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Fire and mouse alarm

July 5, 2016
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Fire and mouse alarm

Yesterday we finally had our workshop on infectious disease modelling in health economic evaluation. I think the day went very well and we had very interesting talks (as soon as I can, I will upload the slides on the website above, for all the speakers...

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Notes from 3rd and 3.5th Bayesian Mixer Meetup

July 5, 2016
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Notes from 3rd and 3.5th Bayesian Mixer Meetup

Two Bayesian Mixer meet-ups in a row. Can it get any better?Our third 'regular' meeting took place at Cass Business School on 24 June. Big thanks to Pietro and Andreas, who supported us from Cass. The next day, Jon Sedar of Applied AI, managed to arran...

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New, Improved Traveling Presidential Candidate Map

July 5, 2016
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New, Improved Traveling Presidential Candidate Map

Many years ago, when this website was still young, I created a map of all the ZIP codes in the U.S. in numeric order and then wondered about the shortest path through all of them. I dubbed that The Traveling Presidential Candidate Map. Here is an improved version that’s interactive and much more efficient than the … Continue reading New, Improved Traveling Presidential Candidate Map

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Not So Standard Deviations Episode 18 – Back on Planet Earth

July 5, 2016
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With Hilary fresh from Use R! 2016, Hilary and I discuss some of the highlights from the conference. Also, some followup about a previous Free Advertising and the NSSD drinking game. If you have questions you’d like us to answer, you can send them t...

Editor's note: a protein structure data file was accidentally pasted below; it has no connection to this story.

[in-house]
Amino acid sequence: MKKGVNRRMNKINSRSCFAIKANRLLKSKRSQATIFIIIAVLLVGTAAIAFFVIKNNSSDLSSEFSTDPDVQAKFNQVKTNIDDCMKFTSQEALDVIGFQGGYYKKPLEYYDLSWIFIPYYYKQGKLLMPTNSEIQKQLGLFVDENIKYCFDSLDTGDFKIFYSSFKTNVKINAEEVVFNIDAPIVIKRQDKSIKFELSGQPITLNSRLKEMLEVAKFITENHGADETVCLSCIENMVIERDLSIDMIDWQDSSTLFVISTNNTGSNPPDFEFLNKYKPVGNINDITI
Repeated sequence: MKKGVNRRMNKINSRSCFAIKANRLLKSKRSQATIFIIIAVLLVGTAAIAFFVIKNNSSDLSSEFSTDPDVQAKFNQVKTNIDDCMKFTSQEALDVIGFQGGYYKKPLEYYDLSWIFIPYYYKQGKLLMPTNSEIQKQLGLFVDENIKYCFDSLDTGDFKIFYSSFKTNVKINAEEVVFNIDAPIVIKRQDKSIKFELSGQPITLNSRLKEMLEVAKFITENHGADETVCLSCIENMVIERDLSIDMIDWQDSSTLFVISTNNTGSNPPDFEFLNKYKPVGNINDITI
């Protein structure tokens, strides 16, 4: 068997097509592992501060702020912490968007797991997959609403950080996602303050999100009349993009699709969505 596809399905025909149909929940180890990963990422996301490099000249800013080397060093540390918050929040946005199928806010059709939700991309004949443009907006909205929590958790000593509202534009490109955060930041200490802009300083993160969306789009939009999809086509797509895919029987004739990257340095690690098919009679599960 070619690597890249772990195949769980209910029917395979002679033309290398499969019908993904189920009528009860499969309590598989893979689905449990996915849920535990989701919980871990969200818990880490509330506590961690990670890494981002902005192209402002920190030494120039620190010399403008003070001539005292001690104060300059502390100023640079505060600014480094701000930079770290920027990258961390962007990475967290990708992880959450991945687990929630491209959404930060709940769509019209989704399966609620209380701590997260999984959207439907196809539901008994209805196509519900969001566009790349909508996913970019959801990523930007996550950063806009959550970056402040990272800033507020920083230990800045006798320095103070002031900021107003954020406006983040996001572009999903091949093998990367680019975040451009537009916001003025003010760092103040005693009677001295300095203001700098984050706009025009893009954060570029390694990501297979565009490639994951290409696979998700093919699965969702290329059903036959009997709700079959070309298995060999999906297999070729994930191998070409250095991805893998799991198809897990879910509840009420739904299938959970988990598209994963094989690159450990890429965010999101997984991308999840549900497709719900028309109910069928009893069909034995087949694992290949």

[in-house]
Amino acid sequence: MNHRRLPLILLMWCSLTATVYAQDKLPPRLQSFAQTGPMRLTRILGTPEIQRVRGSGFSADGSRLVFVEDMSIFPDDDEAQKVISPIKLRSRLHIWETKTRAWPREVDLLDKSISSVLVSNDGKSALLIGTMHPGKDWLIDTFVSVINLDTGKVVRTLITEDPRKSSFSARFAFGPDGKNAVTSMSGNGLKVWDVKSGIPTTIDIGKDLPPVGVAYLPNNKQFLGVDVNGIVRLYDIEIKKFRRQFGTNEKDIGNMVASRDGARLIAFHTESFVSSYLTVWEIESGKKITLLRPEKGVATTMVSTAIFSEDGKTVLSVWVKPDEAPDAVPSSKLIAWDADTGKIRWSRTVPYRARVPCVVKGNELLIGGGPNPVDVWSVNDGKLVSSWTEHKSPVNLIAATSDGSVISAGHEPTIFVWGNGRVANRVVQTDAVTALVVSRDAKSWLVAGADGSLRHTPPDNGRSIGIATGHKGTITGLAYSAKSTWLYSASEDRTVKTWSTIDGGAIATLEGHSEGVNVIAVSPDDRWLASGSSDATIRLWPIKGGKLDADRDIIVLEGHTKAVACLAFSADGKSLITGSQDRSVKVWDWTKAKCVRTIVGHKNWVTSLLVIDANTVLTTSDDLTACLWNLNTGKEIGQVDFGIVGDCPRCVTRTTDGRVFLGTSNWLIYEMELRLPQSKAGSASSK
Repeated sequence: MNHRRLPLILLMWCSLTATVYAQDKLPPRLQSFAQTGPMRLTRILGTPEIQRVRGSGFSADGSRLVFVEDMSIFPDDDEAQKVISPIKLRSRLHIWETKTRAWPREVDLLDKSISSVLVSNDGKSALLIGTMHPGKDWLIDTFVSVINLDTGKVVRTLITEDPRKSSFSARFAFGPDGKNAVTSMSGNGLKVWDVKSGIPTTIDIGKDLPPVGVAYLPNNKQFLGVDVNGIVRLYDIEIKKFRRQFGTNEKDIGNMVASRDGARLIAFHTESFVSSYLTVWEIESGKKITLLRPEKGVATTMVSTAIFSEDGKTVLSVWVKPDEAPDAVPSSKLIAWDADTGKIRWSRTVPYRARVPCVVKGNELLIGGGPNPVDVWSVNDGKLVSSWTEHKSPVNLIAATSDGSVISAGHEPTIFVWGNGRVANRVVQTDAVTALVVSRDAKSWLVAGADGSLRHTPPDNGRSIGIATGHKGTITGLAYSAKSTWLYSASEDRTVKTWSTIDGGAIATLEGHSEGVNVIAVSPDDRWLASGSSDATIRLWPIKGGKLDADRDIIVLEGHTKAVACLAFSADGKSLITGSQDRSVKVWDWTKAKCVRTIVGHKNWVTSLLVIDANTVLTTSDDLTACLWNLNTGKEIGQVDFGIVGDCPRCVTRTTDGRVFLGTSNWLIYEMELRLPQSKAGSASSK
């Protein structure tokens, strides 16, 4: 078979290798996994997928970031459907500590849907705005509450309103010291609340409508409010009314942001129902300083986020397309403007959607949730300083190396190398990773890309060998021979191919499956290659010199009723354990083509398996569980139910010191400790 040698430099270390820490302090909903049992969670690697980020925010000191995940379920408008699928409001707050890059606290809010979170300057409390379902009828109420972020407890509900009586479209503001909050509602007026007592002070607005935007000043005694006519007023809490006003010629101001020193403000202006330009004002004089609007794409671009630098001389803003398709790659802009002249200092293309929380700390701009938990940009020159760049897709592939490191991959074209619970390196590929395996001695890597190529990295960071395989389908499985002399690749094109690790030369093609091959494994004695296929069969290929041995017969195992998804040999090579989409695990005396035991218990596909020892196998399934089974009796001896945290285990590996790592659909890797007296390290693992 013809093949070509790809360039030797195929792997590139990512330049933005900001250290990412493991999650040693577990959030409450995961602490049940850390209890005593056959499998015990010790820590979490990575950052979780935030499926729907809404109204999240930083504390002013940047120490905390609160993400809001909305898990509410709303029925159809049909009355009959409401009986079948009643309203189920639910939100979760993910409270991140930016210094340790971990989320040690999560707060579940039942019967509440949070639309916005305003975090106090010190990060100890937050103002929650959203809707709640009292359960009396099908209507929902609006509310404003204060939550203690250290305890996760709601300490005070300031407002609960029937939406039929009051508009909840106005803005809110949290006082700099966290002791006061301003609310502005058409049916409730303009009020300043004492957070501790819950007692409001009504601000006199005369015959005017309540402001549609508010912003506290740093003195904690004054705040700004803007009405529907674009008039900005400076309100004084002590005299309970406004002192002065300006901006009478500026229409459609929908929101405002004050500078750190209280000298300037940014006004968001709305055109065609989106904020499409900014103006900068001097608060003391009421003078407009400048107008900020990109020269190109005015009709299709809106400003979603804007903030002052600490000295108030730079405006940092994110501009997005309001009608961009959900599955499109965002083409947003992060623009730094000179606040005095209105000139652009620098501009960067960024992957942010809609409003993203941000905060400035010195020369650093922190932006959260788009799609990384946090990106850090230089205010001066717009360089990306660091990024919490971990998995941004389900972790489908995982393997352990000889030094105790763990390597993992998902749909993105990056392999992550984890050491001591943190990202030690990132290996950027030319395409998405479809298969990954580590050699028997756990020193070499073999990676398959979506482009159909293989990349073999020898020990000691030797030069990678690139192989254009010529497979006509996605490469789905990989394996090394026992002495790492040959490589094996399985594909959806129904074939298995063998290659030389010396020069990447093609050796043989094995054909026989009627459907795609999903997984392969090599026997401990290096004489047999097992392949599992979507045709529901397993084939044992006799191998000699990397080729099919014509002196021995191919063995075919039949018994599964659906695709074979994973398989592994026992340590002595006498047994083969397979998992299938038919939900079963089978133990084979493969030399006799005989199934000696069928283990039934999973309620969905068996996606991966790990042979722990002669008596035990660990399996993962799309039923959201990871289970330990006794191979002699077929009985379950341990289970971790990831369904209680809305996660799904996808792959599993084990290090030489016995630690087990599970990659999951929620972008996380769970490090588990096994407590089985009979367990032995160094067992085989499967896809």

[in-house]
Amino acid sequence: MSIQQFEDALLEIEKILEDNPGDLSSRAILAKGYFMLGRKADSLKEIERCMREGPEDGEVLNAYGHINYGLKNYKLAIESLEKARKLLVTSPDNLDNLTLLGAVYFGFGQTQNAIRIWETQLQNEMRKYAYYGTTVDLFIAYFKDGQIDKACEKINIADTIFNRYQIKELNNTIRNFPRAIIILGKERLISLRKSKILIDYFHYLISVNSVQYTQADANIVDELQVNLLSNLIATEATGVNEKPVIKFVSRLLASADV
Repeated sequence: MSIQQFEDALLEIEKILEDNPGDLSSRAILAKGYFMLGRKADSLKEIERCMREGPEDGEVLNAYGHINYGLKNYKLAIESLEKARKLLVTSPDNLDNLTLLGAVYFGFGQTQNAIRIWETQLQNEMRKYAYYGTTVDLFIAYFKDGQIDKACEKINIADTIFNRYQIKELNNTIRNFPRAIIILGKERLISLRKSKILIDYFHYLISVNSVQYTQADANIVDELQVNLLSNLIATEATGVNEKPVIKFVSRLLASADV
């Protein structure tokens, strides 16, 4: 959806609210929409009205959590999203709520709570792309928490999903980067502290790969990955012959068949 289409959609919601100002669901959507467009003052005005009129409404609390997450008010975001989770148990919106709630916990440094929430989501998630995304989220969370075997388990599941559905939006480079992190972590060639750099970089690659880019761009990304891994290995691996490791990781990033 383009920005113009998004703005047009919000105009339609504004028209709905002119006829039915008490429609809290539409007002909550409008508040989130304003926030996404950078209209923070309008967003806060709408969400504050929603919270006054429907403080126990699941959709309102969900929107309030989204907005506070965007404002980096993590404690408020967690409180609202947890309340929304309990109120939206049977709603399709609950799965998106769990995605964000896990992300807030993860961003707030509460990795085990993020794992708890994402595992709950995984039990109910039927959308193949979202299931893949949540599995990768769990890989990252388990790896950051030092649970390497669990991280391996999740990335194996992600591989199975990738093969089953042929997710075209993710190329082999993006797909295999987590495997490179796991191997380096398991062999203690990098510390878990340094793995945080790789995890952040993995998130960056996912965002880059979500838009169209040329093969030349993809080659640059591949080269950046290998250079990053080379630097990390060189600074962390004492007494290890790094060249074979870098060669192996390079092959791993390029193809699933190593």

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“Merciless Indian savages”

July 4, 2016
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Paul Alper writes: Early this July Fourth morning I was listening to NPR’s Morning Edition do its annual Declaration of Independence reading; deep into the reading of grievances against the King of England I suddenly heard the unsettling phrase, “merciless Indian savages”: He has excited domestic insurrections amongst us, and has endeavored to bring on […] The post “Merciless Indian savages” appeared first on Statistical Modeling, Causal Inference, and Social…

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Americans (used to) love world government

July 4, 2016
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Americans (used to) love world government

Sociologist David Weakliem writes: It appears that an overwhelming majority of Americans who have an opinion on the subject think that Britain should remain in the European Union. But how many would support the United States joining an organization like the EU? My guess is very few. But back in 1946, the Gallup Poll asked […] The post Americans (used to) love world government appeared first on Statistical Modeling, Causal…